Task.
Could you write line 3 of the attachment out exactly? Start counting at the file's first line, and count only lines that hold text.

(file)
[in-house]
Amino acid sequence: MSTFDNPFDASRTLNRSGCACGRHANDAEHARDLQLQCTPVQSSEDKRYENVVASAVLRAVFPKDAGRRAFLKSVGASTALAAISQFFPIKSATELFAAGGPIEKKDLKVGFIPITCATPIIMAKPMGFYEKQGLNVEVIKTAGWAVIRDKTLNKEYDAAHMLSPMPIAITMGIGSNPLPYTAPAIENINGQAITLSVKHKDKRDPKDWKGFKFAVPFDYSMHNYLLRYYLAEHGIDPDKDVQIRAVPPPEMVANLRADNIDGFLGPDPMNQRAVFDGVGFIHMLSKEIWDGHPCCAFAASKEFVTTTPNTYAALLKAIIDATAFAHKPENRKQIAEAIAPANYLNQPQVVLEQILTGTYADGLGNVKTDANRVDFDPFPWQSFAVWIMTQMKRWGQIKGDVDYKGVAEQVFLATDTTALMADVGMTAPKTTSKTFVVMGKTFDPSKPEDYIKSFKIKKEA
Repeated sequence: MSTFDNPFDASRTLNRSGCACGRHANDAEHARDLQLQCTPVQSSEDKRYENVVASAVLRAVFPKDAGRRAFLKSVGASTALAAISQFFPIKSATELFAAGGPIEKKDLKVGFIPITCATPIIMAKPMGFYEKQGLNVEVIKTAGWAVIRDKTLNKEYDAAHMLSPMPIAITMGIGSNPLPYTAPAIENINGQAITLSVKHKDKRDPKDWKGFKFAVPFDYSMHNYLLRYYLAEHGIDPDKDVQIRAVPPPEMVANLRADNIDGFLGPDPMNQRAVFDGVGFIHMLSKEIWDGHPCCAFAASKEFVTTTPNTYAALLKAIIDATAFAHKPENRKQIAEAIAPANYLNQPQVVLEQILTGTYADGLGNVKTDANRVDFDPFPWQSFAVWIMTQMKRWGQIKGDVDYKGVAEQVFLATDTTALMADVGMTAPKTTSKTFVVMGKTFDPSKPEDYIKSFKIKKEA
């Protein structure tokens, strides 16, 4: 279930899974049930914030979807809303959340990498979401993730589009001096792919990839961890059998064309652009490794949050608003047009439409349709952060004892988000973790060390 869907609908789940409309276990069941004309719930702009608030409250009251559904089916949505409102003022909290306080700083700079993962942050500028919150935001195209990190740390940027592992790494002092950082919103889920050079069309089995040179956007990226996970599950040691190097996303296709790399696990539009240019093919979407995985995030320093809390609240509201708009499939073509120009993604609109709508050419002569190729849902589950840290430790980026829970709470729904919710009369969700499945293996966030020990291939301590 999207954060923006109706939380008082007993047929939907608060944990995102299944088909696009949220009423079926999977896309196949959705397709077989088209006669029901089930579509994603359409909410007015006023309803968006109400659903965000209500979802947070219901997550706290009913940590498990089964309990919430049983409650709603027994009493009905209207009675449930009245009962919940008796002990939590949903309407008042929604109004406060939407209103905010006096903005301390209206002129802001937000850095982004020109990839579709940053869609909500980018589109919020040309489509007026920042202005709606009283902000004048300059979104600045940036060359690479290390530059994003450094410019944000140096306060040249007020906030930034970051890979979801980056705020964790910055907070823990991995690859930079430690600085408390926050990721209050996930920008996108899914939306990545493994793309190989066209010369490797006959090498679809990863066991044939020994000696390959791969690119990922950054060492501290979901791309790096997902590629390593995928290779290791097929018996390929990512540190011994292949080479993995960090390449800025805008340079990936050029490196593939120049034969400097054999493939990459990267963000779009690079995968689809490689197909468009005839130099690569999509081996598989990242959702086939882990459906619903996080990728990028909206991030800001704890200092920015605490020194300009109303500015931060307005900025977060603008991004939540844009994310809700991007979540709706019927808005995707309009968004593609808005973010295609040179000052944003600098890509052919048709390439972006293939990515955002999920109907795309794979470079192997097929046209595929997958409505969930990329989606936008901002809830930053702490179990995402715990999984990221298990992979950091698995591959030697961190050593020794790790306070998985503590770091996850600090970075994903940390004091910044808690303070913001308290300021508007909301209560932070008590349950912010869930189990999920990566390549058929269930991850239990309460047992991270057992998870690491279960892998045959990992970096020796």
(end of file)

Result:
Repeated sequence: MSTFDNPFDASRTLNRSGCACGRHANDAEHARDLQLQCTPVQSSEDKRYENVVASAVLRAVFPKDAGRRAFLKSVGASTALAAISQFFPIKSATELFAAGGPIEKKDLKVGFIPITCATPIIMAKPMGFYEKQGLNVEVIKTAGWAVIRDKTLNKEYDAAHMLSPMPIAITMGIGSNPLPYTAPAIENINGQAITLSVKHKDKRDPKDWKGFKFAVPFDYSMHNYLLRYYLAEHGIDPDKDVQIRAVPPPEMVANLRADNIDGFLGPDPMNQRAVFDGVGFIHMLSKEIWDGHPCCAFAASKEFVTTTPNTYAALLKAIIDATAFAHKPENRKQIAEAIAPANYLNQPQVVLEQILTGTYADGLGNVKTDANRVDFDPFPWQSFAVWIMTQMKRWGQIKGDVDYKGVAEQVFLATDTTALMADVGMTAPKTTSKTFVVMGKTFDPSKPEDYIKSFKIKKEA